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Favouritism kills workplace morale

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ONE OF THE advantages of being a small island is everyone seems to know everyone else. But that can also serve as a disadvantage when conducting business with employees.

Managers, or other people in authority, need to be conscious of the impact of favouritism and how it negatively affects the morale of all involved. Small acts of favouritism that seem harmless can alter productivity and create tension to change the dynamics of any workplace.{{more}}

The most common areas where employees complain about favouritism being shown are in the promotion process, hiring and firing, and finally, choice assignments.

Promotion:

Whenever a position opens, the hiring manager needs to consider the demands of the position, then look at the current staff to see who is best qualified. The promotion decision should not be based on who you are best friends with, family ties, people to whom you are attracted. Denying someone the position because you do not like, or, do not get along with that individual, is unacceptable. Decisions should be based on qualifications, performance history and the ability to meet the expectations of the position.

Hiring and Firing:

…Careful consideration should be given before hiring or firing an employee. During the hiring process, the potential candidate should be evaluated fairly, not on any personal biases against or in favour of that person. The same criteria should be used in firing. What are the grounds for firing? Is it a personal, or a performance related issue? Try to be objective or bring in a neutral party to help make these decisions.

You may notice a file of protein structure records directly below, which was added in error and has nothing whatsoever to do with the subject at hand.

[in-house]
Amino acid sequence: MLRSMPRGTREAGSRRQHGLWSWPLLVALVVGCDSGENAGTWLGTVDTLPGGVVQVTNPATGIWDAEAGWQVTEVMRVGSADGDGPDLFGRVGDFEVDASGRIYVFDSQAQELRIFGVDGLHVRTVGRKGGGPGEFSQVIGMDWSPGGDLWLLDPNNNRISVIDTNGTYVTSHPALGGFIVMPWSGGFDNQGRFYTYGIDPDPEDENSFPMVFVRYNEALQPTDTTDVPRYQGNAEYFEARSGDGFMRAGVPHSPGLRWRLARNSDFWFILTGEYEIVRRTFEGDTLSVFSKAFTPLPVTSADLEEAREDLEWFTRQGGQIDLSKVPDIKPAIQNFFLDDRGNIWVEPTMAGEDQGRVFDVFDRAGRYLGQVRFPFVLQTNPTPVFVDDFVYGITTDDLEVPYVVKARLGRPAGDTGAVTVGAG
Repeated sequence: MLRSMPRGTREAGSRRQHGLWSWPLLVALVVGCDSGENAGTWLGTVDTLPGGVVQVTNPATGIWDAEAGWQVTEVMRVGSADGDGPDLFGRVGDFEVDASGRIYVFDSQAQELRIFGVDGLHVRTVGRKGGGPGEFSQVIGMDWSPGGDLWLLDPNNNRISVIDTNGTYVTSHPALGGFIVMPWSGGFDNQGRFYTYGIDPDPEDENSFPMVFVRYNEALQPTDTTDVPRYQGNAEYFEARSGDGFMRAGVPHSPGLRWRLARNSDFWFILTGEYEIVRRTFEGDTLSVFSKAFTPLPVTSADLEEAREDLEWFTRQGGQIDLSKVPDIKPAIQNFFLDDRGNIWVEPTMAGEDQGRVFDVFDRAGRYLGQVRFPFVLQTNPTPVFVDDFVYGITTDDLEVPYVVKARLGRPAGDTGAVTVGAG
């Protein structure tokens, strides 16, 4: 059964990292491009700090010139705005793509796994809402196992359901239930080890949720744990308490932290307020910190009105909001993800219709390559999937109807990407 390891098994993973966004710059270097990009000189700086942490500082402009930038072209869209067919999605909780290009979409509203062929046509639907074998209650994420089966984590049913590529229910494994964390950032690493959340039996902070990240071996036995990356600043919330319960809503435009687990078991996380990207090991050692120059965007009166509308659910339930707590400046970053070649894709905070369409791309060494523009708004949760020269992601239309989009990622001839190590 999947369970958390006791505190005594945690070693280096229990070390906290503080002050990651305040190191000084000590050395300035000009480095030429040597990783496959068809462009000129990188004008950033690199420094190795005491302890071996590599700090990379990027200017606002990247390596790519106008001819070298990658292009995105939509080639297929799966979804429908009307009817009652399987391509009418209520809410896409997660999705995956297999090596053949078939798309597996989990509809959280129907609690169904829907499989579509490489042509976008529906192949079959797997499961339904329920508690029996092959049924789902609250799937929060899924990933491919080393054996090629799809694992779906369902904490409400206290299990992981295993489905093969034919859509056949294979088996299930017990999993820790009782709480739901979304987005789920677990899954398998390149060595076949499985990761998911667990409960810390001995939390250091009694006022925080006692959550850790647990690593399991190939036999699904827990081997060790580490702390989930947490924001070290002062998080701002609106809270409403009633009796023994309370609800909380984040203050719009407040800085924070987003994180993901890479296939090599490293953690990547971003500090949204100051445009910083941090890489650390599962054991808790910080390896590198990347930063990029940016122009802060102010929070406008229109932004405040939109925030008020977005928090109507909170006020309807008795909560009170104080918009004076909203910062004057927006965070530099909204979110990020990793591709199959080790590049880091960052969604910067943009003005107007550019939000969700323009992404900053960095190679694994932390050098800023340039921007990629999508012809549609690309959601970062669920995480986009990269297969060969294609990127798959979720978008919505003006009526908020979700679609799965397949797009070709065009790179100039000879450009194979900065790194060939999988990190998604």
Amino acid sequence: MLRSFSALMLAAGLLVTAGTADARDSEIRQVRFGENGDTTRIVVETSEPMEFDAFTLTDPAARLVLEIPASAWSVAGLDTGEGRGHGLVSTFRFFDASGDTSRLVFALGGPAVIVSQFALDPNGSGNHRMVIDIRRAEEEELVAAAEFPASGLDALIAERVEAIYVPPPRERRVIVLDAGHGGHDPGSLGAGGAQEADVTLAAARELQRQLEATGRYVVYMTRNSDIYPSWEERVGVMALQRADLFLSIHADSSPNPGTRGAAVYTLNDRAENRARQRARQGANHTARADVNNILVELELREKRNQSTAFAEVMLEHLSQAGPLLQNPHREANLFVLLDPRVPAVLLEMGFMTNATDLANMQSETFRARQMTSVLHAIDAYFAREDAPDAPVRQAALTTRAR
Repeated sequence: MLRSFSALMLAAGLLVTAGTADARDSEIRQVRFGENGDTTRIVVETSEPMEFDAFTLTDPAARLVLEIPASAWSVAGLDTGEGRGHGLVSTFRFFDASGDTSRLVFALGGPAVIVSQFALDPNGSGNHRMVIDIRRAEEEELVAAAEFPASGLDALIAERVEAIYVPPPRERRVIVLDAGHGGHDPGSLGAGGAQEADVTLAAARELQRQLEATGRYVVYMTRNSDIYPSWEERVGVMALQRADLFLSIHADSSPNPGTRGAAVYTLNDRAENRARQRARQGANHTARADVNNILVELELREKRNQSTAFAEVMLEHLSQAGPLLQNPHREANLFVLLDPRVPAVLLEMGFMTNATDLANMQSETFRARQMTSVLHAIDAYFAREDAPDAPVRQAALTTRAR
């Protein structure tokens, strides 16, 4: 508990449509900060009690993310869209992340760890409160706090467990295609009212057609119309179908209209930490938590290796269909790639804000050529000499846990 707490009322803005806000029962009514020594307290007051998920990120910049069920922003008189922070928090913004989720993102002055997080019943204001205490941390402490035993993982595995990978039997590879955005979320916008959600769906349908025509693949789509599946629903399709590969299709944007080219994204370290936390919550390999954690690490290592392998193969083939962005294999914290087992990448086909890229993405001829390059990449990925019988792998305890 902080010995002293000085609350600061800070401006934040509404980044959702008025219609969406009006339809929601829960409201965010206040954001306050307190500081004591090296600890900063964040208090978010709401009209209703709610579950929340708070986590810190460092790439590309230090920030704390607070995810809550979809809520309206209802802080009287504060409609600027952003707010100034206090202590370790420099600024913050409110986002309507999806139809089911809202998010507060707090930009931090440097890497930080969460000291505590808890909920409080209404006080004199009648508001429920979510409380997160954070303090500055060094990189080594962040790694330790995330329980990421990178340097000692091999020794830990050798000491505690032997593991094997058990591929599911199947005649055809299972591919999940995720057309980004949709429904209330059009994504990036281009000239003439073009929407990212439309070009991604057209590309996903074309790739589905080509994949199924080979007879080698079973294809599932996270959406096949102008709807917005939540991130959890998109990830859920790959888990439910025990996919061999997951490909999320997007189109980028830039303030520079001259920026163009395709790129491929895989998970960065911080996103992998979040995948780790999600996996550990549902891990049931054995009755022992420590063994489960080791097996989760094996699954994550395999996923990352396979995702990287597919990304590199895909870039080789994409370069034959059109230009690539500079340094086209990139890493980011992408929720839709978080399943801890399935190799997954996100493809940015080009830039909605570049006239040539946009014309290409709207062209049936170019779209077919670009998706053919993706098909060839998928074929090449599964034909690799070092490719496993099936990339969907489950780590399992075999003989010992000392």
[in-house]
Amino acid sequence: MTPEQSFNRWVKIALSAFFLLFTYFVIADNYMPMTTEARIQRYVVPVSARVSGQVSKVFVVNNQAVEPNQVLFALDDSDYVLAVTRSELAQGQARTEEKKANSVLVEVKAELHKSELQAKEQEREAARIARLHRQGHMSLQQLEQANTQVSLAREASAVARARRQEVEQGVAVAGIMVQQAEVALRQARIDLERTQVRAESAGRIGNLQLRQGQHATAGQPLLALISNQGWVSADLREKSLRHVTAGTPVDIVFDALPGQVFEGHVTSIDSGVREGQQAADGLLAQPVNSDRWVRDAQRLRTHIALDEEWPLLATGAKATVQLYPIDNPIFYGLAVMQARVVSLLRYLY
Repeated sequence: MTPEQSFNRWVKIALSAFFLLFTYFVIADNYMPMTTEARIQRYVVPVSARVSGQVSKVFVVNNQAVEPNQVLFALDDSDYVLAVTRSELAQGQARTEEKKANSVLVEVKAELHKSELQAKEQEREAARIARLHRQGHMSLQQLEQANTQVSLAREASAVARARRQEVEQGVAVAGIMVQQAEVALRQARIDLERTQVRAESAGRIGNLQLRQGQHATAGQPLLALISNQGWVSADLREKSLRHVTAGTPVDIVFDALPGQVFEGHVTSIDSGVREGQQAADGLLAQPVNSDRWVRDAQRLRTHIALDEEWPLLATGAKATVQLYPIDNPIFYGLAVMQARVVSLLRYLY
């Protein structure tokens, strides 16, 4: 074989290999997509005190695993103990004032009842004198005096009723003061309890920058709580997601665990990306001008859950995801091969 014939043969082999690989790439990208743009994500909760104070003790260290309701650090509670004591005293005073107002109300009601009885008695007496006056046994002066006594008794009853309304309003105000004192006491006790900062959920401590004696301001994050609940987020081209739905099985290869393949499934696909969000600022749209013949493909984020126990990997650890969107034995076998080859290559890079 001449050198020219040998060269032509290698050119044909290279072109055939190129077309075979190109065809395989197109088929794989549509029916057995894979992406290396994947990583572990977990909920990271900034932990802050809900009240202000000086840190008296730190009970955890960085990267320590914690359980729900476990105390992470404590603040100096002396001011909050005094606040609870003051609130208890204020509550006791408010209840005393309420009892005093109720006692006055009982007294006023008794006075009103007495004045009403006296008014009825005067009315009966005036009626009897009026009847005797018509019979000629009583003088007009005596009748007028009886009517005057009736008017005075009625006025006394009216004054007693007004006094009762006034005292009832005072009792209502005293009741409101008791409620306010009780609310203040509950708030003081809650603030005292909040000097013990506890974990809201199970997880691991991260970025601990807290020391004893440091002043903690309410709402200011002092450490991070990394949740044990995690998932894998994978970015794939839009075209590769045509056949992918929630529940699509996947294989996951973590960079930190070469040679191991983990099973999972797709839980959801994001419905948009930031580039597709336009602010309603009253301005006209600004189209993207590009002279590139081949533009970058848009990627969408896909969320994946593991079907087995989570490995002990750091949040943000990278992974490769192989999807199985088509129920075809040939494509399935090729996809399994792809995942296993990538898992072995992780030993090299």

Choice assignment:

In every job there are some assignments that are more desirable than others. Whether it involves travel, taking a break from the worst task in the company, or taking time off, managers need to devise a fair system so everyone can enjoy these advantages. Problems arise when the same people are allowed to take advantage of the system, because they always have an excuse or special circumstances that allow them to get more than other employees.

Favouritism should not be confused with kindness or courtesy and some employees know the difference.

Karen Hinds is “The Workplace Success Expert.”

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